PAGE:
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The Social Distancing 7: Media Channels That Will Grow During an Outbreak

A version of this article was published on Mediapost, click here to read it.

As Americans focus on health and safety during the COVID-19 outbreak, they are sheltering in place and working from home—and about to set records in media consumption. In 2019, prior to the outbreak, Nielsen reported the average U.S. consumer watched, read or listened to 10.5 hours of media each day. We are forecasting a significant increase in consumption as our daily routines and habits adjust to this new reality.

Here is Mediassociates’ view of the media channels that will grow most in coming months.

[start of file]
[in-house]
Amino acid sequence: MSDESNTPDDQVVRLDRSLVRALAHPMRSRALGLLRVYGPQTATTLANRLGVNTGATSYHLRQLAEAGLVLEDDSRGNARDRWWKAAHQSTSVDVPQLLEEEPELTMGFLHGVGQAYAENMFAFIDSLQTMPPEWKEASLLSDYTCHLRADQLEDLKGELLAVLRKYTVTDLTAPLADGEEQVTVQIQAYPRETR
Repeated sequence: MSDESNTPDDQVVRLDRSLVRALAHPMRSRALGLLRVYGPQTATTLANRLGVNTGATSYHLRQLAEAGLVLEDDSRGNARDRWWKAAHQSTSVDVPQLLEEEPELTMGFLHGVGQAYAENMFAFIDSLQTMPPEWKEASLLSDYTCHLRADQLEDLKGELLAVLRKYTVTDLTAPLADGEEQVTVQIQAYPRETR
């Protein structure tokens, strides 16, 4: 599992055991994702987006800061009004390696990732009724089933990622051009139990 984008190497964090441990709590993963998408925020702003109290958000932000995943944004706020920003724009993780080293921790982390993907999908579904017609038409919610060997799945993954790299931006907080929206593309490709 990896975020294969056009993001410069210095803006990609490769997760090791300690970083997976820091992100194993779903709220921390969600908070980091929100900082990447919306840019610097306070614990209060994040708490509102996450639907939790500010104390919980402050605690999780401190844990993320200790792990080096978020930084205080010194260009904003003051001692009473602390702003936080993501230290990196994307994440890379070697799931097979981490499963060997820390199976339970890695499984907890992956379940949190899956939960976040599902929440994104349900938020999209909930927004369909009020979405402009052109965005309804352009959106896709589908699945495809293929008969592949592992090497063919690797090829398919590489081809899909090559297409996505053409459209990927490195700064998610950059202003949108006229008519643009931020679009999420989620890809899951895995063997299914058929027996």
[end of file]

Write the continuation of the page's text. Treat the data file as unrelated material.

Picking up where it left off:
1. Social media — Social distancing doesn’t apply to social media as online social engagement has seen a major spike during the global pandemic. A recent study from February to March found a 22% increase in Instagram impressions and a 27% increase in TikTok engagement. Social media will be the channel of choice as the world connects and shares its stories of the pandemic. We anticipate a significant increase in the already colossal usage of social media over the coming months.
2.Mobile and video games — Since the start of the outbreak, within China time spent on mobile devices has risen by 20%. Across the world, mobile devices continue to be the first screen people are going to; accessing news, information, social media, and other content. Closely related, more than 138 million Americans were playing mobile games prior to the COVID-19 outbreak. Video games are noteworthy because they comprise a $44 billion industry in the United States that marketers often ignore. Look for overall mobile usage and mobile gaming in particular to increase significantly in the coming weeks as people search for a break from the news and new ways to connect with each other.